Meet the Hellhawk, a 707-horsepower animal of a Grand Cherokee. Not to be confused with the recently unveiled Jeep Grand Cherokee Trackhawk. The Hellhawk recently hit the track at Maple Grove Raceway in Pennsylvania to take a swing at the quarter mile. The SRT8 is quick on its own, but throw in a Hellcat engine and it’s a whole different story.
This video shows the Hellhawk tearing up the quarter mile in 10.8 seconds at 128 mph, to be exact. See for yourself:
As you probably know, Dodge is starting production this summer on the Challenger SRT Demon. Turns out, the much-hyped 840-hp beast will have a slew of limitations. That is, if you choose to get the ride in its standard configuration.
Before anyone can pull out of the lot in a new Demon, they must sign a disclosure form acknowledging some of the vehicle’s limitations. Turns out, you won’t be able to drive the Demon anywhere practical in its standard set up. The form, originally obtained by FCA enthusiast site Allpar, requires 15 signatures on 15 different conditions. Note worthy restrictions include passengers are not to initiate “track-use” features on public roads and passengers should not ride in the passenger or rear seat if they have been removed. Two very reasonable conditions.
Some limitations that owners might feel a little more slighted by include details regarding the Demon’s tires. The Demon’s Nitto NT05R drag radial tires, although street-legal, are not intended for highway use. The form also notes that customers shouldn’t drive the Demon in wet weather conditions, as the car could hydroplane. Additionally, drivers shouldn’t drive at temperatures lower than 15 degrees Fahrenheit because the drag tires can lose flexibility and crack. Fortunately theres a solution to these two limitations … ditch the drag radials and set the ride up with a more practical set of tires. We don’t think this should have any sort of huge effect on the Demons sales. I mean, come on… it’s the Demon after all.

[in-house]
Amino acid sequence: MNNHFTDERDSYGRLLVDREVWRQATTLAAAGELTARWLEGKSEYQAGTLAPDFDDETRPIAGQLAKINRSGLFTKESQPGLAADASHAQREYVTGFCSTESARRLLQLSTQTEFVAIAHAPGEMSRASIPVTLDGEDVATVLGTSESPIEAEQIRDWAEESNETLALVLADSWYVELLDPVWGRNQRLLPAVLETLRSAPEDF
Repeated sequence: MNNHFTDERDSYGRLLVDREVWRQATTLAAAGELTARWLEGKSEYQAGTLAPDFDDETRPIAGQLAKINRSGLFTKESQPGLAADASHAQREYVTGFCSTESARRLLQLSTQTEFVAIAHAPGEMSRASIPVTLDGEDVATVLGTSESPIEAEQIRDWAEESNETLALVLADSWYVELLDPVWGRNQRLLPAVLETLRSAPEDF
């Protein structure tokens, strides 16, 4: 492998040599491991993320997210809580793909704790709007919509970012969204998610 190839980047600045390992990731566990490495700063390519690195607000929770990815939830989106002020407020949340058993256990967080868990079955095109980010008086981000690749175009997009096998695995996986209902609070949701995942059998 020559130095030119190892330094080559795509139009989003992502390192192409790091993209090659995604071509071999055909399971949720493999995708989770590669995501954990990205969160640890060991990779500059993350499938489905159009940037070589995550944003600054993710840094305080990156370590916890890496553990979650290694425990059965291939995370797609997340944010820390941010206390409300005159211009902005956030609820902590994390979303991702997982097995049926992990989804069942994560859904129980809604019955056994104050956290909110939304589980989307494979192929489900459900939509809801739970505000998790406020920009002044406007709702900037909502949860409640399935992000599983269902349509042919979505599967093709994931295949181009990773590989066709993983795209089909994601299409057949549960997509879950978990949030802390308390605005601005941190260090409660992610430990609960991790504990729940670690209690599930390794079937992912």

Dodge began accepting its first orders last week for the limited production run of the Challenger SRT Demon. Up for sale on Craigslist, is one guy’s reservation to buy a 2018 Demon at MSRP from his South Carolina Dodge dealer. The seller claims he’s “in the process of buying a house and we have a baby on the way so it’s just not going to work (buying the Demon, that is)”.
Here’s how he plans to make this work: “You are paying me for the right to walk into the dealership with me and have full rights to the vehicle that I was promised. You will then be able order your own customized Demon to whatever specifications you desire and the only thing that you will pay is the MSRP and your sales tax.”
How does the sellers Dealer feel about this? He says, “I checked with my dealer and he’s fine with someone taking my place as they’re from the United States.” The asking price on the listing is $30k, so we wouldn’t be surprised if there were some negotiations. What we’re curious about is if Dodge would consider this a dealership markup, in an indirect way. Interested? Check out the listing here.
What do you get when you pin a 550 horsepower Mustang against a Lamborghini Murcielago good for 650 horses? An all out battle. It all unfolds in the “Russian Village” Niigata, Japan and the rest is up to the machines. Check out the video below to see #BATTLEDRIFT:
By this point, you are probably aware that the 2018 Dodge Challenger SRT will be significantly lighter in weight than the Hellcat Challenger (200 pounds lighter, in fact). What we’ve just learned is exactly where that weight is coming from. The Dodge team did it by dropping most of the seats, along with a few other tricks up their sleeve.
The Demon sheds 113 pounds by making the front passenger seat, its seat belt, and back seat optional. The front seat and seat belt cut 58 pounds, and the back seat sheds a solid 55. In full, the two account for a large chunk of the weight loss in comparison to the Hellcat.
The wheels also play into the Challenger SRT Demon’s diet. It’s unique 18-by-11 inch wheels are 16 pounds lighter than the Hellcat’s. In addition, a manual/telescopic steering wheel loses four pounds, and an 18-pound loss is thanks to removing 23 noise, vibration, and harshness parts (not to worry, the Demon will still be plenty loud). The SRT Demon sheds another 20 pounds thanks to removing the trunk trim and spare tire. Check it out: